Country Of Origin: Turkey
Parsley is available year-round.
Parsley leaves are triangular, flat, and deeply toothed, divided into three sections with multiple leaves growing along the tops of the stems and it has a stronger aroma and flavour that is slightly less bitter. The flavour is often described as fresh and green, with hints of citrus, clove and nutmeg and an earthy taste.
Turkish Parsley is used to infuse flavour into soups, stocks, brines and sauces. The leaves are often reserved for garnish or added at the end to soups for a fresh green taste. Turkish parsley holds up to cooking better than the curly variety, so it is often preferred when used in recipes for hot dishes. Add fresh sprigs to stocks and sauces; use just the stems in a lightly colored sauce to keep the leaves from coloring the dish. Chop the flat-leafed parsley and add to tabbouleh or mix with rice and dill for stuffed grape leaves.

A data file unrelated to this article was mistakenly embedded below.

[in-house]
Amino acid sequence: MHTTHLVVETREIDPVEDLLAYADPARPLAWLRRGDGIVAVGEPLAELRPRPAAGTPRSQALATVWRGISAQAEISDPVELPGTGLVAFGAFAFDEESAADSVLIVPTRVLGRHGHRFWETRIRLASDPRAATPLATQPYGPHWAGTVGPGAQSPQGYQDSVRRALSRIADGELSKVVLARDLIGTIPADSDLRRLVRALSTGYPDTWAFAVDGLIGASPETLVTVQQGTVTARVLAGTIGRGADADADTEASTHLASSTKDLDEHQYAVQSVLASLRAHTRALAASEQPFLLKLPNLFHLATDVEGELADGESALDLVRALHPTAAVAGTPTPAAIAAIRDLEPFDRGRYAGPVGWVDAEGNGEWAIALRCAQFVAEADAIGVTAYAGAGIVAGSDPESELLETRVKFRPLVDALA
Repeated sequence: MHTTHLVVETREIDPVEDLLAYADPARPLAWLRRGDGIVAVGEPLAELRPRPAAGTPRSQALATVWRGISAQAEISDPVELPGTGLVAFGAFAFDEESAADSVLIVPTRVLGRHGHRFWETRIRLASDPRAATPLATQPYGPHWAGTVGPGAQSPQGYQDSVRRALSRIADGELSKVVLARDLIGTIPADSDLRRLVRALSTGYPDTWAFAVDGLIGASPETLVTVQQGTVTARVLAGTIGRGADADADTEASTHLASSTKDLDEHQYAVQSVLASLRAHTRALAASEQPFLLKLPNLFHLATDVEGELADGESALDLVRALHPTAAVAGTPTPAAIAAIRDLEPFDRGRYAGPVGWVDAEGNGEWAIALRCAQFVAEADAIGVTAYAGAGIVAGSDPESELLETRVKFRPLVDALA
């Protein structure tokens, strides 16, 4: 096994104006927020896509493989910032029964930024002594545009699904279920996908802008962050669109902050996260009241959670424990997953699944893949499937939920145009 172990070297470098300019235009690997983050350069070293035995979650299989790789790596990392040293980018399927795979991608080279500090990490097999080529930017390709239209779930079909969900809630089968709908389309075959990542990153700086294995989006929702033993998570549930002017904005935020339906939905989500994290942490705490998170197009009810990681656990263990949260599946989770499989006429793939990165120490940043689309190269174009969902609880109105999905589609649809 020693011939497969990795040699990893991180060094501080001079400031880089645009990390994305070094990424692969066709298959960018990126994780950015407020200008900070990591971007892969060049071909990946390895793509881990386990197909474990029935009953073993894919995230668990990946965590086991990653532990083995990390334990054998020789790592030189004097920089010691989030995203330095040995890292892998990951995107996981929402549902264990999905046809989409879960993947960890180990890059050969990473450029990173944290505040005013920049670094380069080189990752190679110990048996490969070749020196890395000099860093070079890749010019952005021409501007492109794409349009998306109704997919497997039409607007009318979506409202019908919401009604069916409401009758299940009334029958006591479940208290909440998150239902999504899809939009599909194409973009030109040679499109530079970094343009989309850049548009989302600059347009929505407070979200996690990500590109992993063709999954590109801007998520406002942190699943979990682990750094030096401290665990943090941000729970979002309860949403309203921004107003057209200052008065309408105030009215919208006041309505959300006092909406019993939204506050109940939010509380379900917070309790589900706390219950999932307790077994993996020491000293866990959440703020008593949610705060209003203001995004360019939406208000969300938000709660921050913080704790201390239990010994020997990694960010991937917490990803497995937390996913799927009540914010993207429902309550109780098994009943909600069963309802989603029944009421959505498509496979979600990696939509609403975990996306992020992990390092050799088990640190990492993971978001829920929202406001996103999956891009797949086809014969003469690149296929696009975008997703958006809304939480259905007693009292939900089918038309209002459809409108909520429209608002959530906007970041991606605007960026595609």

Turkish parsley has the same health benefits as the curly variety. The leafy herb is a good source of vitamins A, B, C and K, and the minerals iron, potassium, and copper. Turkish parsley also contains folate. Compounds in Turkish parsley’s essential oils like limonene, eugenol and myristicin give the herb its aroma as well as antifungal, antiseptic, and anti-inflammatory properties. Flavonoids in parsley, such as luteolin and apigenin give it anti-inflammatory and antioxidant benefits. The parsley is used as a pallet cleanser and digestive aid.